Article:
By Lyra Mollington
On Sunday I woke up feeling out of sorts and very parched. With this humid and unsettled weather, viruses will be having a field day. In these situations, I find the best course of action is complete rest and lots of green tea (Yutaka Midori – ordered online from Japan). I stayed in bed until the evening but finally the stress of not knowing what Mr M was getting up to in the kitchen took its toll and I moved downstairs.
First thing on Monday, Daisy came round to see how I was doing. You may remember that she’s the friend with an alarming number of urns adorning her mantelpiece. They all contain ashes, although not necessarily of human origin. Like me, Daisy has a passion for dogs – particularly pugs. After Smithers died, she swore never to get another one and, so far, she has been true to her word. Probably because there is a new man in her life – Barry. He’s lovely and looks like an older version of Dara O’Briain.
You may also recall that she has been my partner-in-crime on a couple of occasions. And by ‘crime’ I am referring to my hobby of attending funerals as a mystery mourner. She came in useful as a look-out when I photographed Pat’s cosy woollen coffin with balls of wool and knitting needles woven into the flowers.
Daisy was a reluctant assistant on that occasion, but now she was eager to help out by taking Mr Chunky for a walk. Sadly Mr M is neither use nor ornament when it comes to dog-walking. He has a chronic sports injury. Or arthritis as our GP calls it.
Daisy had arrived bearing a gift which she insisted I open straight away because, ‘It will cheer you up!’ She could barely contain her excitement as I began tearing off the striking Loїs Mailou Jones wrapping paper.
It was a boxed set of three paperbacks.
No, not the Fifty Shades of Grey Trilogy…
The Natural Death Handbook – in shades of grey, teal and cerulean. Daisy’s excitement had reached fever pitch and her words tumbled out, ‘Barry helped me to order it – we had to visit a website! It was meant to be for your birthday but, as soon as I found out you were poorly, I thought you’d need a boost because you won’t be well enough to go to any funerals this week.’ I smiled and told her that she was the most thoughtful and kind-hearted person I knew.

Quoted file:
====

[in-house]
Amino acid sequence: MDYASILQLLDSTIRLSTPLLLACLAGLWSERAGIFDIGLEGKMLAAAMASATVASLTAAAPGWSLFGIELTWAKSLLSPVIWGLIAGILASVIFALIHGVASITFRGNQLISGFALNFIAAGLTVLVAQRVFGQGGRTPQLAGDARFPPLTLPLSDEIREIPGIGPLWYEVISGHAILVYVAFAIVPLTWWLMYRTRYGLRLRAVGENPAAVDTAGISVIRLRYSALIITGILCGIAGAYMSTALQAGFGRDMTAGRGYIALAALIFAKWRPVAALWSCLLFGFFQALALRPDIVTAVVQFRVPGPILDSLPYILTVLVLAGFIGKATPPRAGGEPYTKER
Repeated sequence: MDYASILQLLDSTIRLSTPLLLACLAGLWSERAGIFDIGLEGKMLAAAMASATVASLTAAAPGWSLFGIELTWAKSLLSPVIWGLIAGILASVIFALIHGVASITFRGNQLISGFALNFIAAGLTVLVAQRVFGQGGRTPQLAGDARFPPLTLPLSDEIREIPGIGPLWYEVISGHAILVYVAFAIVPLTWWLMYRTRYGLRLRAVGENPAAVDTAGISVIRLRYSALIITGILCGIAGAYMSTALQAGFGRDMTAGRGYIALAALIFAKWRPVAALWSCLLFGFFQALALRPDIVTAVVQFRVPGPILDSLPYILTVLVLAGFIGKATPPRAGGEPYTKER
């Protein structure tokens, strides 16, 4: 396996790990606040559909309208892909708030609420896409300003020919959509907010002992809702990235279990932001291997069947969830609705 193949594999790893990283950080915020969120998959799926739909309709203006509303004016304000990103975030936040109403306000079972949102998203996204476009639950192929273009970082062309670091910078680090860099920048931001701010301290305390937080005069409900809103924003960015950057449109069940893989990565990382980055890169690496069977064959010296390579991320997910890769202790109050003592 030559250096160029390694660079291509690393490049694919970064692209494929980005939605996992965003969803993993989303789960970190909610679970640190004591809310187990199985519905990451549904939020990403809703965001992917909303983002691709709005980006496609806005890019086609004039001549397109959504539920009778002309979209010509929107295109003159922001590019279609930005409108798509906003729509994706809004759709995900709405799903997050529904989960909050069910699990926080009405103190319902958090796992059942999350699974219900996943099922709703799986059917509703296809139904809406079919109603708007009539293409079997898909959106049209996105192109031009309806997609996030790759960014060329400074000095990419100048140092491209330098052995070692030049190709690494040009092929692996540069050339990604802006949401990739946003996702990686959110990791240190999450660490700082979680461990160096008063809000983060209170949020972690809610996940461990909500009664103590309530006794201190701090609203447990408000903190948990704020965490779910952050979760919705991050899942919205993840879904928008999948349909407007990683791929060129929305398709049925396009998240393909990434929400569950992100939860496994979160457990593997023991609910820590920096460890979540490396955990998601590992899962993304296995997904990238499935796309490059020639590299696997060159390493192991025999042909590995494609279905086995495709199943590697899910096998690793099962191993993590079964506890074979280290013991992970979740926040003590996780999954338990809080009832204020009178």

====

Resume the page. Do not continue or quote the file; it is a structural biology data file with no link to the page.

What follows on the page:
As I later reflected, only Daisy would have the aplomb to buy me the Natural Death Handbook for my 75th birthday – and then decide it would be the perfect get-well-soon present.
Daisy left to walk the dog, having made me promise that I wouldn’t overdo it by reading too much. Luckily, this is a trilogy to dip into, not to slavishly read from beginning to end.
I began by reading the opening section of Chapter 7 of the Handbook: ‘Common misapprehensions and urban myths’. I felt rather smug that I knew them all. A gravely misinformed member of the public is quoted as saying, ‘We presumed that you had to have a hearse to move the body.’ I began to imagine trying to manoeuvre Mr M’s body into the back of my Ford Fiesta. Yes, I would calmly explain to onlookers – it’s all perfectly legal.
I then read some of Chapter 8: ‘Family-organised and inexpensive funerals’. I already knew that there’s no law that says you must use a funeral director. However, like most people, I had never considered a DIY funeral for me or my family. But the savings really are considerable. I studied the section on ‘leakage’ with a mixture of horror and fascination. Apparently, ‘This is something that most professionals are extremely worried about, so much so that they line nearly all coffins with plastic, which for the most part is not degradable; it is called cremfilm.’ I was strangely reassured to discover that, ‘Usually the elderly and those who have suffered long drawn-out illness will be dehydrated and leakage will not be an issue.’ Nature’s way of telling us we’re ready?
The next paragraph, ‘A suitable vehicle’ had me chuckling. ‘This author has witnessed one family arriving at the burial ground with their mother, admittedly a short lady, in a Renault Clio.’ Mr M is quite tall but I began to reconsider my earlier misgivings. Perhaps with the back seats down, the boot open, some sturdy twine and a following wind…
I then dipped into the volume ‘Writing on Death’ which includes an essay written by our very own Charles Cowling. I chose to read Carla Zilbersmith first – her poignant and moving ‘Leave them laughing’.
By the time Daisy returned, I was feeling inspired. And thirsty. I was ready for another cup of tea. Good old Yorkshire tea. This elderly woman wasn’t going to be getting dehydrated any time soon.
As Carla said, ‘I’m madly in love with living.’
ED’S NOTE: Carla Zilbersmith, to whose essay in the Natural Death Handbook, 5th edition, Mrs Mollington alludes, died in 2010 0f ALS, which in Britain we call MND (motor neurone disease). Carla wrote a blog recording the progress of her illness. It’s one of the most extraordinarily brave, funny and life-affirming things you’ll ever read, and you can find it here. She made the video above to be played at her memorial.
The just-out fifth edition of the Natural Death Handbook is available only from the NDC. They are cutting out distributors (people like Amazon) because they know too well that people who write books are right at the end of the food chain where earnings are concerned. They want as much money as possible to come to the charity. Good for them, we say.
The Natural Death Handbook comes in three volumes contained in a slipcase. Production values are high: it’s a beautiful artefact in its own right. Better still, it’s the direct descendant of (not in any way a departure from) all the other editions of the Handbook, which have been so inspiring to so many. Buy a copy, love it and support the best cause in Funeralworld. Click this link and you’re halfway there – click!